"What is it with wogs and cash?" - Darryl Kerrigan, The Castle
What is it with Americans and cheques? (Or "checks" as they spell it.)
Now, I know my parents have a chequebook, which they use to pay some bills and so on. But I don't have such an account, and can count the number of times I've needed a cheque on one hand. Getting my British passport was one such occasion.
But for everything else, my ATM/debit card (which works as a credit card for online/overseas transactions) and cash work. They work well.
Here in America, I've noticed the use of checkbooks a whole lot more. Bills, church offerings, and even Christmas presents - which brings me to the reason for this post.
I was given money for Christmas by Kara's grandmother. A cheque for $25. In my name only. Misspelt, too (Davis). Which is great - but I don't have a bank account in the United States. And cashing a cheque without a bank account can be an interesting process.
So Kara and I headed down to her bank this morning, to add me to her account. I had two forms of identification handy. On the computer, both of Kara's parents are also on her account as co-signers. The way the account is set up, to add myself onto the account, both her mum and dad would have to come to the bank as well to authorise me. They're both at work, so that wasn't an easy option.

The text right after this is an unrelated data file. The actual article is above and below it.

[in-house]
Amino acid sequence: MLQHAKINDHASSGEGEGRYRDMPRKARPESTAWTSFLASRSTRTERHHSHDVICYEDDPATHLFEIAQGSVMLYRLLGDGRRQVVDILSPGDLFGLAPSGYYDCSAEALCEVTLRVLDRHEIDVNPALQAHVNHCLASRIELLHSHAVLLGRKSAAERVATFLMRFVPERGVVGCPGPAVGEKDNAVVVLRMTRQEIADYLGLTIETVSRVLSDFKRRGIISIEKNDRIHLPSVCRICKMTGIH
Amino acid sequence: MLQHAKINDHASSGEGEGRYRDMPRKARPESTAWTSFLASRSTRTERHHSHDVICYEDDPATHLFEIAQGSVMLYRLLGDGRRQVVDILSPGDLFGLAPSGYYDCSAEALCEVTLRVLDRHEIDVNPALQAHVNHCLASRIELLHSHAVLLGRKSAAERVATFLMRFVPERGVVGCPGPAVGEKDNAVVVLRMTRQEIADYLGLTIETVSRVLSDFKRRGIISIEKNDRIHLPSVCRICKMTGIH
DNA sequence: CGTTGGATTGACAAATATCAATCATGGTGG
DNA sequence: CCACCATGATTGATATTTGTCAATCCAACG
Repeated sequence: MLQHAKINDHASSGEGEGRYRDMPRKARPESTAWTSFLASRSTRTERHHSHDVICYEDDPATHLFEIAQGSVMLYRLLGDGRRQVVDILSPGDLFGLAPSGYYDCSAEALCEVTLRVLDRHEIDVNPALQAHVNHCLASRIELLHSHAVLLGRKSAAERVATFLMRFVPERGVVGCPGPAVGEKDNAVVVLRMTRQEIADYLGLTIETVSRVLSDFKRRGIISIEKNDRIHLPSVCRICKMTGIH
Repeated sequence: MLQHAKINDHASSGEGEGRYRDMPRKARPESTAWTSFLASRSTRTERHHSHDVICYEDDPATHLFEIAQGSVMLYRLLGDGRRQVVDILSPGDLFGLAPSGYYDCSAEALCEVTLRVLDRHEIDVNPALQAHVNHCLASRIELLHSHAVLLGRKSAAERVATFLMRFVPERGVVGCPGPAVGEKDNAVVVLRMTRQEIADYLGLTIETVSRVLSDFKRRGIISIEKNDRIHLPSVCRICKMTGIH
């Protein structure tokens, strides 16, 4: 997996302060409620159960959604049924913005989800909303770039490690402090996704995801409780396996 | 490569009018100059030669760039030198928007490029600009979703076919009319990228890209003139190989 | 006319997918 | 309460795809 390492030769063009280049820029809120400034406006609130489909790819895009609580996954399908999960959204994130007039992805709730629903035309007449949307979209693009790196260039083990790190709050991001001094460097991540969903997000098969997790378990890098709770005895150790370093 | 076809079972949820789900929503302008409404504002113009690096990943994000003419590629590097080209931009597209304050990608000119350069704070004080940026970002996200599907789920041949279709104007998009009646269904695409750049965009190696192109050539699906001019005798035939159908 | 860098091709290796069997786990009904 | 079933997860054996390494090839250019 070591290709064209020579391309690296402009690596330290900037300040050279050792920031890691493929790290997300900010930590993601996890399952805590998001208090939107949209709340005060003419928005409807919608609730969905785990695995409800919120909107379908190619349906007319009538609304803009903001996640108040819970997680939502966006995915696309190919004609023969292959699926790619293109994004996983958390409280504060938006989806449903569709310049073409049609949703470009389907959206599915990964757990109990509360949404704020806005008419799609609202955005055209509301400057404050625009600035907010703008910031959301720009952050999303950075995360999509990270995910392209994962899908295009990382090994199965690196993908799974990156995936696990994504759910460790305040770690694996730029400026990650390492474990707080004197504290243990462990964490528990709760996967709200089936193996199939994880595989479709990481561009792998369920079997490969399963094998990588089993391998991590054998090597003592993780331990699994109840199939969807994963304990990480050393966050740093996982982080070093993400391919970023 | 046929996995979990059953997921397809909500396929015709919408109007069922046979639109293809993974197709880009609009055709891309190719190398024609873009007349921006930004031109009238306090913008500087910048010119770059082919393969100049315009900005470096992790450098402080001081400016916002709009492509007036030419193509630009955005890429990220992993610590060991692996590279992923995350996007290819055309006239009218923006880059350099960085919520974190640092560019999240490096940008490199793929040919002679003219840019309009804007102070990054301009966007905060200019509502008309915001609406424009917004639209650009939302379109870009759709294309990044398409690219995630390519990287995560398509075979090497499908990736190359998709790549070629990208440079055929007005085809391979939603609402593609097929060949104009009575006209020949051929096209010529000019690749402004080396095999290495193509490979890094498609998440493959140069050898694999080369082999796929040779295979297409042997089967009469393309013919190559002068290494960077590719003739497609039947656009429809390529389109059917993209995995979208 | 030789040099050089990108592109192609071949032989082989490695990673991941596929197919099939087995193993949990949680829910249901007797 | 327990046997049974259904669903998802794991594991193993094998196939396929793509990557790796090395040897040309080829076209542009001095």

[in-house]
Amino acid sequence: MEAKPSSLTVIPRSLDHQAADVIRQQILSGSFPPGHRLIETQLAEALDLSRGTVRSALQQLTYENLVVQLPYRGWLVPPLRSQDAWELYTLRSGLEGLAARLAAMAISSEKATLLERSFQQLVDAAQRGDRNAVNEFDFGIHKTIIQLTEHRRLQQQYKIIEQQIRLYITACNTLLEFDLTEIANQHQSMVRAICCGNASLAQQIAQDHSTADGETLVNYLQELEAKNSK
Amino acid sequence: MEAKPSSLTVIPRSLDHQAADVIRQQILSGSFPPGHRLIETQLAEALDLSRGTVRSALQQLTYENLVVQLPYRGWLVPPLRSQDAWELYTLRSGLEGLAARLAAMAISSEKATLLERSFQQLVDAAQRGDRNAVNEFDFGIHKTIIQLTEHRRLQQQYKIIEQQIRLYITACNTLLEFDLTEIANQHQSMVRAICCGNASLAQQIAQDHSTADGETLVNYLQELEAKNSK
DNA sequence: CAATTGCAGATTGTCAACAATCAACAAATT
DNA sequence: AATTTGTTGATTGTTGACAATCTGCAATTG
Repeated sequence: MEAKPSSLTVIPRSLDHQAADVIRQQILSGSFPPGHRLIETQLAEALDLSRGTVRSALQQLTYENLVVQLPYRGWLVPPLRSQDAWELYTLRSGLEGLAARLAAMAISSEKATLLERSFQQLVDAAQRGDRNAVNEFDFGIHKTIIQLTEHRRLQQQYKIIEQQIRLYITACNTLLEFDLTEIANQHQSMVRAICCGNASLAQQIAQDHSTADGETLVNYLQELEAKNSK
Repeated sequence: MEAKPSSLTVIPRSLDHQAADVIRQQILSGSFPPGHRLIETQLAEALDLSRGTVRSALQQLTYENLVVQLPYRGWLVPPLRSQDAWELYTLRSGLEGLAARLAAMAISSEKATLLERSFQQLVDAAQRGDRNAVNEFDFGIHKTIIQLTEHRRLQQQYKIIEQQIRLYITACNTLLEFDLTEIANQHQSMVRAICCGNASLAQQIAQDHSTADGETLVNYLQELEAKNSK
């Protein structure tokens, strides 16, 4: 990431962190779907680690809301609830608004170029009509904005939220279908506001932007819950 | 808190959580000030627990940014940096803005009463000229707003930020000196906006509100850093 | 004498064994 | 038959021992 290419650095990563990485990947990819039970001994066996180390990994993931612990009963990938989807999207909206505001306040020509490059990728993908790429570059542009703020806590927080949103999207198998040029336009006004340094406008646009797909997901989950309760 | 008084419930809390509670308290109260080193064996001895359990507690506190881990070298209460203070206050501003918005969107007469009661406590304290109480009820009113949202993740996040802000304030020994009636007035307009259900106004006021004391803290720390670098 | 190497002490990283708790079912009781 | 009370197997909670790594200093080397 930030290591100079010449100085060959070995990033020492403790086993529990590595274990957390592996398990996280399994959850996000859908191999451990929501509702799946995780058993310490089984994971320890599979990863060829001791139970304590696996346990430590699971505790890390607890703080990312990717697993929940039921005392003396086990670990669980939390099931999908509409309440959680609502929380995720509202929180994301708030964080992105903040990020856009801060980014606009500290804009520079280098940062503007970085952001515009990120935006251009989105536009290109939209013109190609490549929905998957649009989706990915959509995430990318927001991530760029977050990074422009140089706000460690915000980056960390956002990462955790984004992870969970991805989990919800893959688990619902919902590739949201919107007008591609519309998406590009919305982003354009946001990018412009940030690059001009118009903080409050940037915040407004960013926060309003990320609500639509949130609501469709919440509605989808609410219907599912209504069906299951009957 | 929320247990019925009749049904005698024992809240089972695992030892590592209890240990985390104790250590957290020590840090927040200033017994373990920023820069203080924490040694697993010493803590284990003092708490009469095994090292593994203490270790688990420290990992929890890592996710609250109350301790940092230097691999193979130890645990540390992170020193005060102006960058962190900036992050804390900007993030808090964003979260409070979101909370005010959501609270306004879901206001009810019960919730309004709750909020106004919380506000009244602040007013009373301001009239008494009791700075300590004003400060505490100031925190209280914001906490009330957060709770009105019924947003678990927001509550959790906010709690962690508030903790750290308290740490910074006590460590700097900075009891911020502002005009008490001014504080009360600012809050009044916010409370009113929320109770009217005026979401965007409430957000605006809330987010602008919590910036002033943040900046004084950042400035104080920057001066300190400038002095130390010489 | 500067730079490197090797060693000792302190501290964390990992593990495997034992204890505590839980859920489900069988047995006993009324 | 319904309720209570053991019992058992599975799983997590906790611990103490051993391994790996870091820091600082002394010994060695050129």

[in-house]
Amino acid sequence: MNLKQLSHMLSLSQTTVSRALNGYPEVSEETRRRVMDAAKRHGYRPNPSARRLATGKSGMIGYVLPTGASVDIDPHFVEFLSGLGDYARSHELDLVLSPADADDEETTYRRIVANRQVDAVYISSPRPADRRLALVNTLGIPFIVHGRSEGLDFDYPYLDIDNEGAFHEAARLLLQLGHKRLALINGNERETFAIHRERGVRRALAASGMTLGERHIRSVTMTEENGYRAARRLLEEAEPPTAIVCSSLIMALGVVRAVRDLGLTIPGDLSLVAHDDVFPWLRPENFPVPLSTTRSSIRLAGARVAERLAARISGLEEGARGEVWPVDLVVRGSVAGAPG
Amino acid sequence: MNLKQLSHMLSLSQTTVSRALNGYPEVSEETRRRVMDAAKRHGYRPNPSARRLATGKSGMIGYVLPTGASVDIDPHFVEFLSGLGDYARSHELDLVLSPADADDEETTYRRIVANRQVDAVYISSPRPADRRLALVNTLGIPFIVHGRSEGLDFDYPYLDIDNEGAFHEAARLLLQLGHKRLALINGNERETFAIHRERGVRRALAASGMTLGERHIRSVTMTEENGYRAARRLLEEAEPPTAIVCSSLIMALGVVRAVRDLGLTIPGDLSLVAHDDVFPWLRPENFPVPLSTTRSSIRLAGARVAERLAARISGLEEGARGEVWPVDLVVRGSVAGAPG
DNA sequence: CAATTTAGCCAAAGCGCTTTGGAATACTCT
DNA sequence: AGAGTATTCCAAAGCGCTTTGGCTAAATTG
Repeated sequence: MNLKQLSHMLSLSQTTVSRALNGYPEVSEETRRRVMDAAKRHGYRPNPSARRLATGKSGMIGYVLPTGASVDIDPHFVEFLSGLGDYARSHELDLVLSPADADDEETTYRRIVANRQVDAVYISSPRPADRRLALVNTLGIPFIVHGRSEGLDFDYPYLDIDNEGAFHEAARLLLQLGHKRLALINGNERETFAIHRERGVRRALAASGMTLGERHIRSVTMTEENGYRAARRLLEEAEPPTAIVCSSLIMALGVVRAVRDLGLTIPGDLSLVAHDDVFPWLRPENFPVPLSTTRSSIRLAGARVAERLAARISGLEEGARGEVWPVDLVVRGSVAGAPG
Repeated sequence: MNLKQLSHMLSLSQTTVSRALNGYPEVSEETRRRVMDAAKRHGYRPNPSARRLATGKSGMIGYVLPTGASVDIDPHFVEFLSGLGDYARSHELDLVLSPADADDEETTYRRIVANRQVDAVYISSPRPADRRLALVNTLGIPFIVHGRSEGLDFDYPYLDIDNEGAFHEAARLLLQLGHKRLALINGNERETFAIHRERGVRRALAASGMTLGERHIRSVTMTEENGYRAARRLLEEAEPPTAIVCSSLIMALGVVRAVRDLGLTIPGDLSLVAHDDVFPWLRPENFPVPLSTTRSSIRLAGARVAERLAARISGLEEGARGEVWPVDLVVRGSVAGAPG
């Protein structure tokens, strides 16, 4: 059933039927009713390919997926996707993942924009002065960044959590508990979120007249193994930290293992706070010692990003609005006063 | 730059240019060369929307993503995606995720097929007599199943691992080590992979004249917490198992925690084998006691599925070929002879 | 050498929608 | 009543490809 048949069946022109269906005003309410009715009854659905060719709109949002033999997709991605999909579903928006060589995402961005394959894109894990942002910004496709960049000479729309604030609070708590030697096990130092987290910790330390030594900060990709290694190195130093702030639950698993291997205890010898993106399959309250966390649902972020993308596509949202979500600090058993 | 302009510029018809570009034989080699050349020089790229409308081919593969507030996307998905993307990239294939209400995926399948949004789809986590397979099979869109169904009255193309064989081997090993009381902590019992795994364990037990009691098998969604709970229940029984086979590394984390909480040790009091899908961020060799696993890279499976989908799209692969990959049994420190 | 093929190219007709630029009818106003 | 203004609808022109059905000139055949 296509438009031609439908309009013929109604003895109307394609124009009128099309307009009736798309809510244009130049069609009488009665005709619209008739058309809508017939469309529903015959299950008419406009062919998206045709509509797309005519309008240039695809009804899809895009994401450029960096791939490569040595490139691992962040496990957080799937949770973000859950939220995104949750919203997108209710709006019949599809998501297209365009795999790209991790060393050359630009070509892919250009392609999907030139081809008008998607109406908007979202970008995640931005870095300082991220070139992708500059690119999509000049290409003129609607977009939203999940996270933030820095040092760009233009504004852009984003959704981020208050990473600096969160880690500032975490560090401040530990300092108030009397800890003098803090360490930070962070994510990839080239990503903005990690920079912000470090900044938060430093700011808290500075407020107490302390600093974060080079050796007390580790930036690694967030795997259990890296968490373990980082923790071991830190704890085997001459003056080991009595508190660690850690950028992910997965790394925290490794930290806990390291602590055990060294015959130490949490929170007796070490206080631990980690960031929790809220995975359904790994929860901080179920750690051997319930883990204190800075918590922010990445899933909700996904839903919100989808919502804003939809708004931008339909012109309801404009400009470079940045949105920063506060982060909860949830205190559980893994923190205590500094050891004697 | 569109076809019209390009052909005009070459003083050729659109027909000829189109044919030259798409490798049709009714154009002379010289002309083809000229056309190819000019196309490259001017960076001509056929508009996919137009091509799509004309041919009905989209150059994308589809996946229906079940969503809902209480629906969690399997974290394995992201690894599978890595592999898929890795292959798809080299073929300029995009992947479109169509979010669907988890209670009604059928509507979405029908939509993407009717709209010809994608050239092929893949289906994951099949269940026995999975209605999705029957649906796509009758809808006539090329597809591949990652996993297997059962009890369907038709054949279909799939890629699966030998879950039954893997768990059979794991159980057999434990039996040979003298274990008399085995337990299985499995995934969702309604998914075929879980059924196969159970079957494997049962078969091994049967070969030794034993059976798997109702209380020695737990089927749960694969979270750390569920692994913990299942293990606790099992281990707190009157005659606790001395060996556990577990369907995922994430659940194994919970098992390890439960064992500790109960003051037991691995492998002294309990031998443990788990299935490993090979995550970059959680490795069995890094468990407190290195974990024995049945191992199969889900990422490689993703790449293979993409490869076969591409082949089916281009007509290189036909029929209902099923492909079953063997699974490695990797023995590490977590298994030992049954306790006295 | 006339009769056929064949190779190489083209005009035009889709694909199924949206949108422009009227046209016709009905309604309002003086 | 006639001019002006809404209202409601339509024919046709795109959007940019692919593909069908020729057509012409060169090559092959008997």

Instead, the bank official got me to sign the back of the cheque, and then write "Pay to the order of Kara Davies." Kara signed the back of the cheque as well. Then she could cash it for Kara. Who then could give the cash to me. Roundabout, but it worked.
The signing thing is a little funny to me. In Australia, depositing a cheque is fairly simple - anyone can make a deposit into anyone's account. Withdrawing money is when you really need to prove identity. But here in the U.S., the person writing the cheque signs it as per usual, but the receiver also has to sign the back ("endorse the check") before either depositing it or cashing it. Some banks don't need an endorsing signature if it's for deposit only.